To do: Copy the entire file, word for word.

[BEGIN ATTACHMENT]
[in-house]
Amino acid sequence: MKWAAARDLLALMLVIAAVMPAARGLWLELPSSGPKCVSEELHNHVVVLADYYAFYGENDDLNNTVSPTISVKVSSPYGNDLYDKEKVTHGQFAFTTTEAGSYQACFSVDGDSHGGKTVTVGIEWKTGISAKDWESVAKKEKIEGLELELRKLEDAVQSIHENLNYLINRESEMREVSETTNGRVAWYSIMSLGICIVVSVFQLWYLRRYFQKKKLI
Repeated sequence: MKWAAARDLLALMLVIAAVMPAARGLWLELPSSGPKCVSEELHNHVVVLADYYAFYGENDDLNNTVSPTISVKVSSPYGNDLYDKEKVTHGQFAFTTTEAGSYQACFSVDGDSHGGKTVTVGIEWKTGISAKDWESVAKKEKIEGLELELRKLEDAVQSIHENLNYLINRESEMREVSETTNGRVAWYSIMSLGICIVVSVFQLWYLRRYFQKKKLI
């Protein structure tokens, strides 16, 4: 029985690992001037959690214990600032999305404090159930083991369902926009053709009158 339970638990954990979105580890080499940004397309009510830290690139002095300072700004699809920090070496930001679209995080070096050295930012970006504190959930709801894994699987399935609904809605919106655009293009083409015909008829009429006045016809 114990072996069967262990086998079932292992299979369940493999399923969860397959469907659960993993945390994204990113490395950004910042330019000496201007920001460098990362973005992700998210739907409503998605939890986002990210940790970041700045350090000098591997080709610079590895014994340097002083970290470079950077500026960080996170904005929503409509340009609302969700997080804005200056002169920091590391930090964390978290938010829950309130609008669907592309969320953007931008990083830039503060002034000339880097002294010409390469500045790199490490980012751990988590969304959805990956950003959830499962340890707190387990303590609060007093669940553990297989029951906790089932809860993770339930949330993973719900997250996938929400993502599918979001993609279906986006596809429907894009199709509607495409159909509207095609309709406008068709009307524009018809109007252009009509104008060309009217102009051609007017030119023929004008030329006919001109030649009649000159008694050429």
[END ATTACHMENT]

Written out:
[in-house]
Amino acid sequence: MKWAAARDLLALMLVIAAVMPAARGLWLELPSSGPKCVSEELHNHVVVLADYYAFYGENDDLNNTVSPTISVKVSSPYGNDLYDKEKVTHGQFAFTTTEAGSYQACFSVDGDSHGGKTVTVGIEWKTGISAKDWESVAKKEKIEGLELELRKLEDAVQSIHENLNYLINRESEMREVSETTNGRVAWYSIMSLGICIVVSVFQLWYLRRYFQKKKLI
Repeated sequence: MKWAAARDLLALMLVIAAVMPAARGLWLELPSSGPKCVSEELHNHVVVLADYYAFYGENDDLNNTVSPTISVKVSSPYGNDLYDKEKVTHGQFAFTTTEAGSYQACFSVDGDSHGGKTVTVGIEWKTGISAKDWESVAKKEKIEGLELELRKLEDAVQSIHENLNYLINRESEMREVSETTNGRVAWYSIMSLGICIVVSVFQLWYLRRYFQKKKLI
């Protein structure tokens, strides 16, 4: 029985690992001037959690214990600032999305404090159930083991369902926009053709009158 339970638990954990979105580890080499940004397309009510830290690139002095300072700004699809920090070496930001679209995080070096050295930012970006504190959930709801894994699987399935609904809605919106655009293009083409015909008829009429006045016809 114990072996069967262990086998079932292992299979369940493999399923969860397959469907659960993993945390994204990113490395950004910042330019000496201007920001460098990362973005992700998210739907409503998605939890986002990210940790970041700045350090000098591997080709610079590895014994340097002083970290470079950077500026960080996170904005929503409509340009609302969700997080804005200056002169920091590391930090964390978290938010829950309130609008669907592309969320953007931008990083830039503060002034000339880097002294010409390469500045790199490490980012751990988590969304959805990956950003959830499962340890707190387990303590609060007093669940553990297989029951906790089932809860993770339930949330993973719900997250996938929400993502599918979001993609279906986006596809429907894009199709509607495409159909509207095609309709406008068709009307524009018809109007252009009509104008060309009217102009051609007017030119023929004008030329006919001109030649009649000159008694050429």